Soaring had early pains too. Way back in the thirties people could string together any collection of wood, wire and linen and try to fly it. I built one with a friend, Bill Mumford, when I was fifteen years old. We didn’t know how to fly. We towed our glider into the air on a long rope hooked to a dashing automobile. We cracked up a few times, but very luckily without serious injury ― some weren’t so lucky.

Soaring done properly, with a few basic rules you don’t break, along with knowledge of the equipment, is very safe. At the Schweizer school under the careful eye of Bernie Carris, chief instructor, they have a perfect safety record over a seventeen year period. People who occasionally have trouble are the ones who take silly chances, just like crossing a street against the light.

The sailplane is a big part of the safety. It goes slowly and will stay in the air at forty miles an hour. I saw a fellow, years ago, fall in a woods. His biggest problem was getting down out of the tree he was stuck in ten feet off the ground!

The sailplane has wonderful control and with the help of those spoilers you can land on a handkerchief. At contests there is often a competition to see who can land closest to a spot; the winner is generally decided by a matter of inches.

Soaring people tell you it’s only a sport. Actually there have been scientific uses. During the early part of World War II when England was first developing radar they wanted to know if radar could “see” a glider coming from the direction of France. The British soaring folks, headed by their dean, Philip Wills, came forward with their sailplanes. They were towed out over the channel, almost to France, where they cut loose and glided back to England simulating invasion gliders. This was often done while the sky was busy with Stukas and Spitfires. The radar, incidentally, could see them.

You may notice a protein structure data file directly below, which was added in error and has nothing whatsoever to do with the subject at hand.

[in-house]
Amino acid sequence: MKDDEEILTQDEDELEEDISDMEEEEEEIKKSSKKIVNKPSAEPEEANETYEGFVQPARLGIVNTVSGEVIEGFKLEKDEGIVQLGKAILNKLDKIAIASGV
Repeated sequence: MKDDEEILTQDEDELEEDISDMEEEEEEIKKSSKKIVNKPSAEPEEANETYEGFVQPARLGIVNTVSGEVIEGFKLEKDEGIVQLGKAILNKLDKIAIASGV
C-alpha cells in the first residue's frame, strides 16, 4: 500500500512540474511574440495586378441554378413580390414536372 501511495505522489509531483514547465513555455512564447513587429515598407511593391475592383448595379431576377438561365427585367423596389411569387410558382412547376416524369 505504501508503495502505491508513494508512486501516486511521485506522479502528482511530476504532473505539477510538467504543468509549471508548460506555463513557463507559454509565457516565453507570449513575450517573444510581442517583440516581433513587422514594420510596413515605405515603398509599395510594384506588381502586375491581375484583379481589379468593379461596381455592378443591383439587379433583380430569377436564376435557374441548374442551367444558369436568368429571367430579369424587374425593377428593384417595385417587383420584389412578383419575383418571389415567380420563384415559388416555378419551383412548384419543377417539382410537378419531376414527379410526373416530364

Sailplanes have been used in weather research and have flown into thunderstorms with instruments to tell what was inside. They are used in research to study great air currents sometimes found on the lee side of big mountain ranges. At Bishop, California, on the east side of the Sierras, sailplanes have climbed in a condition called the standing wave, and reached the world’s record height of 44,000 feet above sea level! They carry oxygen on these flights. Knowledge of the standing wave has been important because there is severe turbulence connected with it that can damage an airliner or military plane. Sailplanes have made it possible to understand this condition better.

But for us, at the base of our cloud, all this is big time. It sounds fascinating and we get a little yen now and then to try it, but all the wonder and joy of soaring is right here. It’s another beauty of the sport ― you can get all the benefits in the most humble way.